So I remain hopeful for the human condition. It is not in our nature to be selfish, greedy, or power hungry. Evolution selections for relative position in competitions (I don’t need to be the fastest possible runner, merely faster than one person, if being chased by a predator). We are deeply social and moral beings. Our innate sense of fairness is quite strong — for all but those few true psychopaths estimated to be roughly 1% of any population.

      So we can shift large-scale behavior toward life-affirming values by working with social norms. And the changes can come about quickly — the early successes of Mont Pelerin Society efforts arose within a decade of the Powell Memo’s release in 1971. By 1980, they had elected their own ideologues to high office in both the United States and the United Kingdom.

      We have our work cut out for us, to be sure. But it can be done! 😉

  • Ted Howard NZ says:

    It is clear that there are many levels of influence on how humans behave.
    Broadly speaking there are two basic modalities, with infinite possible gradations between.
    If we have enough resources, humans have many genetic and cultural incentives to be highly cooperative in large groups.
    If there are insufficient resources, any human being can be cooperative with smaller groups, and very competitive out of group. Under extreme duress group size can be 1.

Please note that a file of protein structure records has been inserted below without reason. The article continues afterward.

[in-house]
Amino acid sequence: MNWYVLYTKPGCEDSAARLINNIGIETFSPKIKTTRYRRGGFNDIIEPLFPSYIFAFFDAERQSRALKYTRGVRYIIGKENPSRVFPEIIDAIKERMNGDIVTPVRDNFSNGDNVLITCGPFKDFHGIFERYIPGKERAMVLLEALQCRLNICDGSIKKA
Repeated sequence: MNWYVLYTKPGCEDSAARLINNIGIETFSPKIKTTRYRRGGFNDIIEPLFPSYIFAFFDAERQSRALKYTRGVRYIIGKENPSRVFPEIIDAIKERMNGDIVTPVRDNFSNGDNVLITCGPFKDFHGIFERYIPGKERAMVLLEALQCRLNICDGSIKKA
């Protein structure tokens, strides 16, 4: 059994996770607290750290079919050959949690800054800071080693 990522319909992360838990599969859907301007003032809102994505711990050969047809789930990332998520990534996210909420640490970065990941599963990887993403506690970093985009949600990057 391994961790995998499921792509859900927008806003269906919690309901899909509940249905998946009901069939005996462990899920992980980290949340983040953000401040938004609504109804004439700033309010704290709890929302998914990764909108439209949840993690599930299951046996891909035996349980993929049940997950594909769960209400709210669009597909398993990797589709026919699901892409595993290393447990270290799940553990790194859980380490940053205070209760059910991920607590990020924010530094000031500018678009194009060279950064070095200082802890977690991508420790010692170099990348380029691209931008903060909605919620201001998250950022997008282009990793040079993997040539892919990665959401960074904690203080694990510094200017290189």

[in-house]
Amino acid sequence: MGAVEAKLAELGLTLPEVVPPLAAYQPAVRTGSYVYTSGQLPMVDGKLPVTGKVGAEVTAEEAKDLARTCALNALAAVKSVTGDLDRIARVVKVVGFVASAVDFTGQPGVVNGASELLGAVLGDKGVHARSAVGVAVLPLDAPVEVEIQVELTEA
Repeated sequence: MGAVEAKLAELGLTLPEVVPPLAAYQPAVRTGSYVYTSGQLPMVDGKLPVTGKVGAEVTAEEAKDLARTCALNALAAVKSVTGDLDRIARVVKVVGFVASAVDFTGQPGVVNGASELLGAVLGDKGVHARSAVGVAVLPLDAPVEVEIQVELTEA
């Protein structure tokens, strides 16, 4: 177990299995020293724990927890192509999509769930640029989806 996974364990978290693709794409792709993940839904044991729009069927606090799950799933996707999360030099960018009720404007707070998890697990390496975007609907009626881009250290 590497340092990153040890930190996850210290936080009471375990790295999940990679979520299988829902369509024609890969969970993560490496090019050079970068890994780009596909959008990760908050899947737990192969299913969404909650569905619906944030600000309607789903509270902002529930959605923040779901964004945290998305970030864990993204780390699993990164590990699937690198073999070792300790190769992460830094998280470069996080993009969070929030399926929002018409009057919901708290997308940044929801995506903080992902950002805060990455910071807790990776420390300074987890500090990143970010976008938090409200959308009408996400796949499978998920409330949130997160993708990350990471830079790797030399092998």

Which modality tends to express is very context sensitive, and varies considerably with all individuals over time and context.

    Axelrod showed long ago that to be stable, cooperation require attendant strategies to prevent over-run by “cheating strategies”. We have many levels of those, genetic, cultural, recursively logical.

    Our biggest issue is the very concept of money, and market exchange. It was entirely appropriate and useful when most things were genuinely scarce, but with exponential advances in automation and systems complexity, we can now deliver universal abundance of all the essentials of life, and the greatest impediment to that is the incentive set present resulting from accepting exchanges values (money) as having worth. You need to go deeper than any of the links provided, to see that exchange values (market values) are founded in scarcity. Anything universally abundant has no exchange value. Therefore market systems cannot ever, of their own internal incentive structures, deliver universal abundance of anything (they are strongly incentivised to remove any universal abundance that does exist – to provide a marketable scarcity).

    Elites are playing their games, and many of them are as much pawns in those games as the rest of us.

    I agree, that we have the technical capacity to deliver freedom to everyone, in a way that has never previously been possible. And all freedom comes with responsibility.

    Enjoyed your writing, as always, Joe.

Leave a Reply

<textarea name="ak_hp_textarea" cols="45" rows="8" maxlength="100" style="display: none !important;">

This site uses Akismet to reduce spam. Learn how your comment data is processed.